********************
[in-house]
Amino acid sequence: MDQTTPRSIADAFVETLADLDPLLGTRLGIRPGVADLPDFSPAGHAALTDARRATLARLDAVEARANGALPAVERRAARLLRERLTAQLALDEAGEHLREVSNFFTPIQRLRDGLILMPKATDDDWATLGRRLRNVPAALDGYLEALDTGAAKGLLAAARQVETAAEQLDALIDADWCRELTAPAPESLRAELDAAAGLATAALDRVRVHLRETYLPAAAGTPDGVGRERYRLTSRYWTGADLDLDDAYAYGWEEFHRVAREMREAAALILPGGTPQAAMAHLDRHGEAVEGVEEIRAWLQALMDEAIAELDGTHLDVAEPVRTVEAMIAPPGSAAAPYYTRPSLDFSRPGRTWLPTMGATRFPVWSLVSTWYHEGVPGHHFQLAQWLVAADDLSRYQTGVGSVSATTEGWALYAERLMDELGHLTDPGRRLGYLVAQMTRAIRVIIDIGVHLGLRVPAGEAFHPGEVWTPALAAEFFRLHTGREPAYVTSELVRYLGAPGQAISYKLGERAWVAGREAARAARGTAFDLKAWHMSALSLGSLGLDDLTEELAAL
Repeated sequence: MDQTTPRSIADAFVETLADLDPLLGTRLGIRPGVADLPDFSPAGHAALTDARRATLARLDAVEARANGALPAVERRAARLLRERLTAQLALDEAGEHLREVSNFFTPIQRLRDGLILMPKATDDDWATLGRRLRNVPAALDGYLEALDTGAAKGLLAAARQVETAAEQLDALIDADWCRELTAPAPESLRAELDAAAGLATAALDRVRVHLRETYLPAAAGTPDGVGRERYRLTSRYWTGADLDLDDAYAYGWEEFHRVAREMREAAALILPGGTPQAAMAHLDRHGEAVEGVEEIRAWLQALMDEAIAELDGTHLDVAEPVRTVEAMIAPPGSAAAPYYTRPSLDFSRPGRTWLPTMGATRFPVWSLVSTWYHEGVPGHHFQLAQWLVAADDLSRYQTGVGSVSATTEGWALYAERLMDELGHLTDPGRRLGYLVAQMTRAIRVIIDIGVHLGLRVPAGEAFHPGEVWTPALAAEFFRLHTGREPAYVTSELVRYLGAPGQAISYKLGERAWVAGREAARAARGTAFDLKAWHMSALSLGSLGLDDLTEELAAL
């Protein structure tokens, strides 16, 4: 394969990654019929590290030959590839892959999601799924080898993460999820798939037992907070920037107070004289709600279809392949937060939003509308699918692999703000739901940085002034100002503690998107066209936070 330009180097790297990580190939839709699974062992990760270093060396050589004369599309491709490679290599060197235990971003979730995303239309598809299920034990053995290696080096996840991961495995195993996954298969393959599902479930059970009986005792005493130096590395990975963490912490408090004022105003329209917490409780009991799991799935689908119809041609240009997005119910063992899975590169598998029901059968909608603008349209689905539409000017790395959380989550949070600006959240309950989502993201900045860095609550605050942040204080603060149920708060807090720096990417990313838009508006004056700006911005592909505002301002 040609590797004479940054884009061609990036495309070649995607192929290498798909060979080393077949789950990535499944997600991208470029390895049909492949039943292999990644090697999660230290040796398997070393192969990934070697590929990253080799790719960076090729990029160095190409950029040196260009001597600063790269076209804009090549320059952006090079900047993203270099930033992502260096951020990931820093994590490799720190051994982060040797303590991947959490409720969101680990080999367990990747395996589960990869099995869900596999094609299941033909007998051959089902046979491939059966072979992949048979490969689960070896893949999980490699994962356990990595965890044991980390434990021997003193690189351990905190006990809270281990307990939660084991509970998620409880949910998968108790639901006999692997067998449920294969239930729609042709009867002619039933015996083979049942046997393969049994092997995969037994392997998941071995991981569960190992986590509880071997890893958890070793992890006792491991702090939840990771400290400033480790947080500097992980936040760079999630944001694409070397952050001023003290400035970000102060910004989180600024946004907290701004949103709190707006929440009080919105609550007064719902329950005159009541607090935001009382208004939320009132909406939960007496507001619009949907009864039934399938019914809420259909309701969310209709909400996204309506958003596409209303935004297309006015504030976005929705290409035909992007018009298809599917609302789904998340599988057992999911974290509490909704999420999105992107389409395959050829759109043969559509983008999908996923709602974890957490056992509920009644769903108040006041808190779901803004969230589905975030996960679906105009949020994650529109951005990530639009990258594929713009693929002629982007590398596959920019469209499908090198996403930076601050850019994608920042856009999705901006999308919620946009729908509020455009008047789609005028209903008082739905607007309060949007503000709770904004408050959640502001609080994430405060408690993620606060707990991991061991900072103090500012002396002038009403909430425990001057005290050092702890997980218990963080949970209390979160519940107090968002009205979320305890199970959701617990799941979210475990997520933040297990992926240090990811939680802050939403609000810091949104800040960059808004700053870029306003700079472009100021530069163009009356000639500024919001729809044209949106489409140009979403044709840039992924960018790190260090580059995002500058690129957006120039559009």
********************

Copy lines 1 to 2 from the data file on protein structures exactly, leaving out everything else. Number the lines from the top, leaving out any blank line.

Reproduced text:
[in-house]
Amino acid sequence: MDQTTPRSIADAFVETLADLDPLLGTRLGIRPGVADLPDFSPAGHAALTDARRATLARLDAVEARANGALPAVERRAARLLRERLTAQLALDEAGEHLREVSNFFTPIQRLRDGLILMPKATDDDWATLGRRLRNVPAALDGYLEALDTGAAKGLLAAARQVETAAEQLDALIDADWCRELTAPAPESLRAELDAAAGLATAALDRVRVHLRETYLPAAAGTPDGVGRERYRLTSRYWTGADLDLDDAYAYGWEEFHRVAREMREAAALILPGGTPQAAMAHLDRHGEAVEGVEEIRAWLQALMDEAIAELDGTHLDVAEPVRTVEAMIAPPGSAAAPYYTRPSLDFSRPGRTWLPTMGATRFPVWSLVSTWYHEGVPGHHFQLAQWLVAADDLSRYQTGVGSVSATTEGWALYAERLMDELGHLTDPGRRLGYLVAQMTRAIRVIIDIGVHLGLRVPAGEAFHPGEVWTPALAAEFFRLHTGREPAYVTSELVRYLGAPGQAISYKLGERAWVAGREAARAARGTAFDLKAWHMSALSLGSLGLDDLTEELAAL